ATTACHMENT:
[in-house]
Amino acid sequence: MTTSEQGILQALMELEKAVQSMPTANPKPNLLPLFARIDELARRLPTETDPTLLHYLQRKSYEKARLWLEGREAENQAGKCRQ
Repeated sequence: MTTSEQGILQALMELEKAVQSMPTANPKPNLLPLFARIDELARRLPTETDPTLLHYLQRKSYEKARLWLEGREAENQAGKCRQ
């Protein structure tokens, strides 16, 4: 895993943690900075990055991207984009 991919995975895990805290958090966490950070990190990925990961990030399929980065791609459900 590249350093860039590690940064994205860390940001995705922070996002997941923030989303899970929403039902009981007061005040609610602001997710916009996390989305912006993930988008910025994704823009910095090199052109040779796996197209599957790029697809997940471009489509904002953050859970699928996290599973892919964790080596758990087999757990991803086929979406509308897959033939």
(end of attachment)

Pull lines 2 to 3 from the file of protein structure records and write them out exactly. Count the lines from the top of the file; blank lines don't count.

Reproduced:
Amino acid sequence: MTTSEQGILQALMELEKAVQSMPTANPKPNLLPLFARIDELARRLPTETDPTLLHYLQRKSYEKARLWLEGREAENQAGKCRQ
Repeated sequence: MTTSEQGILQALMELEKAVQSMPTANPKPNLLPLFARIDELARRLPTETDPTLLHYLQRKSYEKARLWLEGREAENQAGKCRQ